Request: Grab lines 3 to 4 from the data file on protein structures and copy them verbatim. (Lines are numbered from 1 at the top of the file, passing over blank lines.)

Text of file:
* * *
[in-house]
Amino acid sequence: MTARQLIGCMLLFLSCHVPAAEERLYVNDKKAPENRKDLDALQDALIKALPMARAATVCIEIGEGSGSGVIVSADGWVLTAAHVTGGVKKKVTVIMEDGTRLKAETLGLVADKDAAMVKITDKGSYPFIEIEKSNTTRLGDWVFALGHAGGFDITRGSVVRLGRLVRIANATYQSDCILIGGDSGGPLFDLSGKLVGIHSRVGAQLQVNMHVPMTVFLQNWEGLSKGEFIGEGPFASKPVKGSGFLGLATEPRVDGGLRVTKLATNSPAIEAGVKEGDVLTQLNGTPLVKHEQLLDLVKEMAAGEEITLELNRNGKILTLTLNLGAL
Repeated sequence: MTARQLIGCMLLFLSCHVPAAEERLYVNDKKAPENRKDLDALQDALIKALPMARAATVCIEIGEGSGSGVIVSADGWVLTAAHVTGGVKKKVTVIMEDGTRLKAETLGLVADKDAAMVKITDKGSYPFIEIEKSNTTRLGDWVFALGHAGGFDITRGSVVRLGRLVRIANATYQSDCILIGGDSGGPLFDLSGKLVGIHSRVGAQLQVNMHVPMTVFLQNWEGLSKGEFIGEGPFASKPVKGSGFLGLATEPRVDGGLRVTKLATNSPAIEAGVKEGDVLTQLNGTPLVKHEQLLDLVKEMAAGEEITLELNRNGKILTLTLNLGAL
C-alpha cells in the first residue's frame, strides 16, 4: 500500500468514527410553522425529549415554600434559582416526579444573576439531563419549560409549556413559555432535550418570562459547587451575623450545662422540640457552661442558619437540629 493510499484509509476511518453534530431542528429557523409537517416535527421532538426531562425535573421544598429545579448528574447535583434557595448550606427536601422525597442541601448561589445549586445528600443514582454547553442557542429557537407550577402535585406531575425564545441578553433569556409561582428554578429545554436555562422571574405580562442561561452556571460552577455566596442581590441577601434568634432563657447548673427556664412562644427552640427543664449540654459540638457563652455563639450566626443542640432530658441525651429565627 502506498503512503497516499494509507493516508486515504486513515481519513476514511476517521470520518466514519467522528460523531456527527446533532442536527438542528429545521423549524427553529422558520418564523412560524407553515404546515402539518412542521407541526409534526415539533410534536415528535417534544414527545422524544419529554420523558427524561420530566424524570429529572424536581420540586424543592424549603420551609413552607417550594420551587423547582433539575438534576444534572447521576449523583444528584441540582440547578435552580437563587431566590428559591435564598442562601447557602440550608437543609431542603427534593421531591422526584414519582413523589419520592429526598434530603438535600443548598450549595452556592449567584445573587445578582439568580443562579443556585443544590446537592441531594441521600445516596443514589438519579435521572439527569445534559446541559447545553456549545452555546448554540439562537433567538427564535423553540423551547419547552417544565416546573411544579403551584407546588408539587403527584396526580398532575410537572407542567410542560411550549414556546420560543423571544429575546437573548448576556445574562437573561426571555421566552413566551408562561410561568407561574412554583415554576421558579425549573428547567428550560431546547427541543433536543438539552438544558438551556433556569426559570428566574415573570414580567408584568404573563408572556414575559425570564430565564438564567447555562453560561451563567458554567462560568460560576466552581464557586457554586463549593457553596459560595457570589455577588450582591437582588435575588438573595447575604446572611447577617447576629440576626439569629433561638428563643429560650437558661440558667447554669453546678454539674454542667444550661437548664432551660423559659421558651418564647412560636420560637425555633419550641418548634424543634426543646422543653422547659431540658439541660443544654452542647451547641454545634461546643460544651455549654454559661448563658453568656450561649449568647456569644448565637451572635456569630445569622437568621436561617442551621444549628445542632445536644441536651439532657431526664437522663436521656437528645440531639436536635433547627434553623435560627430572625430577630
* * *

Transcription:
Repeated sequence: MTARQLIGCMLLFLSCHVPAAEERLYVNDKKAPENRKDLDALQDALIKALPMARAATVCIEIGEGSGSGVIVSADGWVLTAAHVTGGVKKKVTVIMEDGTRLKAETLGLVADKDAAMVKITDKGSYPFIEIEKSNTTRLGDWVFALGHAGGFDITRGSVVRLGRLVRIANATYQSDCILIGGDSGGPLFDLSGKLVGIHSRVGAQLQVNMHVPMTVFLQNWEGLSKGEFIGEGPFASKPVKGSGFLGLATEPRVDGGLRVTKLATNSPAIEAGVKEGDVLTQLNGTPLVKHEQLLDLVKEMAAGEEITLELNRNGKILTLTLNLGAL
C-alpha cells in the first residue's frame, strides 16, 4: 500500500468514527410553522425529549415554600434559582416526579444573576439531563419549560409549556413559555432535550418570562459547587451575623450545662422540640457552661442558619437540629 493510499484509509476511518453534530431542528429557523409537517416535527421532538426531562425535573421544598429545579448528574447535583434557595448550606427536601422525597442541601448561589445549586445528600443514582454547553442557542429557537407550577402535585406531575425564545441578553433569556409561582428554578429545554436555562422571574405580562442561561452556571460552577455566596442581590441577601434568634432563657447548673427556664412562644427552640427543664449540654459540638457563652455563639450566626443542640432530658441525651429565627 502506498503512503497516499494509507493516508486515504486513515481519513476514511476517521470520518466514519467522528460523531456527527446533532442536527438542528429545521423549524427553529422558520418564523412560524407553515404546515402539518412542521407541526409534526415539533410534536415528535417534544414527545422524544419529554420523558427524561420530566424524570429529572424536581420540586424543592424549603420551609413552607417550594420551587423547582433539575438534576444534572447521576449523583444528584441540582440547578435552580437563587431566590428559591435564598442562601447557602440550608437543609431542603427534593421531591422526584414519582413523589419520592429526598434530603438535600443548598450549595452556592449567584445573587445578582439568580443562579443556585443544590446537592441531594441521600445516596443514589438519579435521572439527569445534559446541559447545553456549545452555546448554540439562537433567538427564535423553540423551547419547552417544565416546573411544579403551584407546588408539587403527584396526580398532575410537572407542567410542560411550549414556546420560543423571544429575546437573548448576556445574562437573561426571555421566552413566551408562561410561568407561574412554583415554576421558579425549573428547567428550560431546547427541543433536543438539552438544558438551556433556569426559570428566574415573570414580567408584568404573563408572556414575559425570564430565564438564567447555562453560561451563567458554567462560568460560576466552581464557586457554586463549593457553596459560595457570589455577588450582591437582588435575588438573595447575604446572611447577617447576629440576626439569629433561638428563643429560650437558661440558667447554669453546678454539674454542667444550661437548664432551660423559659421558651418564647412560636420560637425555633419550641418548634424543634426543646422543653422547659431540658439541660443544654452542647451547641454545634461546643460544651455549654454559661448563658453568656450561649449568647456569644448565637451572635456569630445569622437568621436561617442551621444549628445542632445536644441536651439532657431526664437522663436521656437528645440531639436536635433547627434553623435560627430572625430577630